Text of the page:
- This study of nineteenth-century insanity is based on an analysis of the patient files of one of the first modern insane asylums in Germany: the Eberbach Asylum (1815-1849), located in the former duchy of Nassau. It focuses on the "illnesses" of nymphomania and masturbatory insanity as well as the treatment of Jewish patients as a means to explore the way gender, class, and "race" structured both the medical perception of insanity and the mental troubles of patients. Methodologically, therefore, the work attempts to get beyond the polemical split in the historiography of madness between the traditional positivistic view of insanity as a real and ahistorical disease entity and the revisionist conception of madness as social labeling or "discourse." The medical concepts of nymphomania and masturbatory insanity pathologized deviant femininity and masculinity, respectively, and were thus about the construction and defense of middle-class gender norms. Anti-Semitic stereotypes of Jews had the effect of undermining the ability of doctors to perceive deviancy in Jewish patients as illness. Patients, however, were not passive victims of medical discourse. Many "nymphomaniacs" were sexually provocative with the male staff, others had indeed gone mad over men. "Nymphomania" in the asylum was a function of the social dynamics of the institution and the doctor-patient relationship. "Man-craziness" among rural lower-class women in the community is examined in terms of village culture and the social and economic tensions of pre-1848 Germany. In the case of Jews, anti-Semitic stereotypes had the effect of structuring in a complex dialectic both medical perception and the forms madness took in patients. Masturbatory insanity is analyzed solely in terms of medical discourse, as both a means of explaining male deviancy and of extending medical expertise into the realm of delinquency.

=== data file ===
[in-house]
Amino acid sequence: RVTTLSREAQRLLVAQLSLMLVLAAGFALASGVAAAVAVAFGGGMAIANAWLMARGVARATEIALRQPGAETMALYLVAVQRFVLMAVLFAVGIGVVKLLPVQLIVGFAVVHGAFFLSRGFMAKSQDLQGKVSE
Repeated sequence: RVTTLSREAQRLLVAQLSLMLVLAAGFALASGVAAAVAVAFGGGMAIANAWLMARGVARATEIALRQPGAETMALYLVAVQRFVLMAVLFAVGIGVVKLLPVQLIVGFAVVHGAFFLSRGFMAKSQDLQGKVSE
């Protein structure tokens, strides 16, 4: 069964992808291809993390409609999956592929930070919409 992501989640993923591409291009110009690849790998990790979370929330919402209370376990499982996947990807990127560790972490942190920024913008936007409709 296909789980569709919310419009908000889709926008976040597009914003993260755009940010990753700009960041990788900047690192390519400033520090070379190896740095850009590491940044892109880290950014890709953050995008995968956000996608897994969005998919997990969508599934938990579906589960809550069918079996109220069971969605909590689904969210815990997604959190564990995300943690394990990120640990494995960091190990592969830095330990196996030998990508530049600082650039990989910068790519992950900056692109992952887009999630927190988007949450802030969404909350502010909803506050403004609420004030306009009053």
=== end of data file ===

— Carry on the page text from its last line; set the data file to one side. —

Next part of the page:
- Goldberg, Ann.
Thesis (Ph. D.)--UCLA, 1992.
Includes bibliographical references (p. 347-361).
Photocopy. Ann Arbor, Mich. : UMI Dissertation Services, 1997. 23 cm.
Dissertations and Theses